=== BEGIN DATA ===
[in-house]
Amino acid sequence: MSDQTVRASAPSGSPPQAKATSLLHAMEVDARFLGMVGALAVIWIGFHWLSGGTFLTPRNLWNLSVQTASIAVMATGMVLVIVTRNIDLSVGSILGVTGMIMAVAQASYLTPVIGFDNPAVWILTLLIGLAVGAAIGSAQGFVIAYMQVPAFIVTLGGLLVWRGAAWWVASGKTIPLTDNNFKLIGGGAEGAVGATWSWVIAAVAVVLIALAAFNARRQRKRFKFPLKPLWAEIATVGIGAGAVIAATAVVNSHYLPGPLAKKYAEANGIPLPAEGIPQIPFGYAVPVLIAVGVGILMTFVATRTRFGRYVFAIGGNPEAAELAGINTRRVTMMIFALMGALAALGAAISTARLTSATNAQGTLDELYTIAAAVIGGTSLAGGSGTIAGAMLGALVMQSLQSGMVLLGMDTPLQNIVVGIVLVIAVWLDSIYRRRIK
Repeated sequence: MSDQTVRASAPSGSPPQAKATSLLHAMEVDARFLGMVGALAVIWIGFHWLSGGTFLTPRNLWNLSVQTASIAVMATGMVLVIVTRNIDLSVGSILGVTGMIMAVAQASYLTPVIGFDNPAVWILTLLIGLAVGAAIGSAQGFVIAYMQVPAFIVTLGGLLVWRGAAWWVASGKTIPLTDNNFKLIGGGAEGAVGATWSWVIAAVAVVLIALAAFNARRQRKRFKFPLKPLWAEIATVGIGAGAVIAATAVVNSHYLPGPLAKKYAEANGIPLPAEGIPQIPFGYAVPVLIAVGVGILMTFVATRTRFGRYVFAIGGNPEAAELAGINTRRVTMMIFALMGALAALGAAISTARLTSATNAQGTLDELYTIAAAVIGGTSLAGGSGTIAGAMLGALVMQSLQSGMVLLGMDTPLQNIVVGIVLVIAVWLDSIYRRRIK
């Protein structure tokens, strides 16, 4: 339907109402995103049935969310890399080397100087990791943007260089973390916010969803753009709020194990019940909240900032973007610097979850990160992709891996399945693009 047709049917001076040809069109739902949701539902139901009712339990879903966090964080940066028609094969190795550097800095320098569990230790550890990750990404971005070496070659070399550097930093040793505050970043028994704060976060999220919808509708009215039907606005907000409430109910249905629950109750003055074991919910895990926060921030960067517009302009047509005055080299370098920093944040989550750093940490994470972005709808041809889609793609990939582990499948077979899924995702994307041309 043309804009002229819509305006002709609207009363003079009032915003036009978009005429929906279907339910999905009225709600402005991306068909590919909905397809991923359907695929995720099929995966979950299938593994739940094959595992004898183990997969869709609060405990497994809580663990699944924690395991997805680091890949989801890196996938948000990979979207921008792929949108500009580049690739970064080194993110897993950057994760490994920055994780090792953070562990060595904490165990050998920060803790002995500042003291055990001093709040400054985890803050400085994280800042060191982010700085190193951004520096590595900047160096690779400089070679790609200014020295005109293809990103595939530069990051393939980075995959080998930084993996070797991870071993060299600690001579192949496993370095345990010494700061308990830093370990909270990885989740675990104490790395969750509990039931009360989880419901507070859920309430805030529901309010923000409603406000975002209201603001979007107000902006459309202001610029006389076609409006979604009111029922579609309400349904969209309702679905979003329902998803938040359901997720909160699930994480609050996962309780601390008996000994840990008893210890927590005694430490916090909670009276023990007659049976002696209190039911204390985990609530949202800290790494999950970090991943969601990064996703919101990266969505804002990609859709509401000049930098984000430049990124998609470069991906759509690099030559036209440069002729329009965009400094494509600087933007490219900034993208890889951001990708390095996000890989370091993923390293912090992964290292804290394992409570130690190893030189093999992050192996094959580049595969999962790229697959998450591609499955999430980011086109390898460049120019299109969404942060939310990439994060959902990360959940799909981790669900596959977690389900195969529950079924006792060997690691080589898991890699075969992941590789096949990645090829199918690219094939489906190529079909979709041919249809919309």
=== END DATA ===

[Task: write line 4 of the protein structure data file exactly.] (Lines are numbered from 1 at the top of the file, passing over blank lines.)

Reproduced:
């Protein structure tokens, strides 16, 4: 339907109402995103049935969310890399080397100087990791943007260089973390916010969803753009709020194990019940909240900032973007610097979850990160992709891996399945693009 047709049917001076040809069109739902949701539902139901009712339990879903966090964080940066028609094969190795550097800095320098569990230790550890990750990404971005070496070659070399550097930093040793505050970043028994704060976060999220919808509708009215039907606005907000409430109910249905629950109750003055074991919910895990926060921030960067517009302009047509005055080299370098920093944040989550750093940490994470972005709808041809889609793609990939582990499948077979899924995702994307041309 043309804009002229819509305006002709609207009363003079009032915003036009978009005429929906279907339910999905009225709600402005991306068909590919909905397809991923359907695929995720099929995966979950299938593994739940094959595992004898183990997969869709609060405990497994809580663990699944924690395991997805680091890949989801890196996938948000990979979207921008792929949108500009580049690739970064080194993110897993950057994760490994920055994780090792953070562990060595904490165990050998920060803790002995500042003291055990001093709040400054985890803050400085994280800042060191982010700085190193951004520096590595900047160096690779400089070679790609200014020295005109293809990103595939530069990051393939980075995959080998930084993996070797991870071993060299600690001579192949496993370095345990010494700061308990830093370990909270990885989740675990104490790395969750509990039931009360989880419901507070859920309430805030529901309010923000409603406000975002209201603001979007107000902006459309202001610029006389076609409006979604009111029922579609309400349904969209309702679905979003329902998803938040359901997720909160699930994480609050996962309780601390008996000994840990008893210890927590005694430490916090909670009276023990007659049976002696209190039911204390985990609530949202800290790494999950970090991943969601990064996703919101990266969505804002990609859709509401000049930098984000430049990124998609470069991906759509690099030559036209440069002729329009965009400094494509600087933007490219900034993208890889951001990708390095996000890989370091993923390293912090992964290292804290394992409570130690190893030189093999992050192996094959580049595969999962790229697959998450591609499955999430980011086109390898460049120019299109969404942060939310990439994060959902990360959940799909981790669900596959977690389900195969529950079924006792060997690691080589898991890699075969992941590789096949990645090829199918690219094939489906190529079909979709041919249809919309």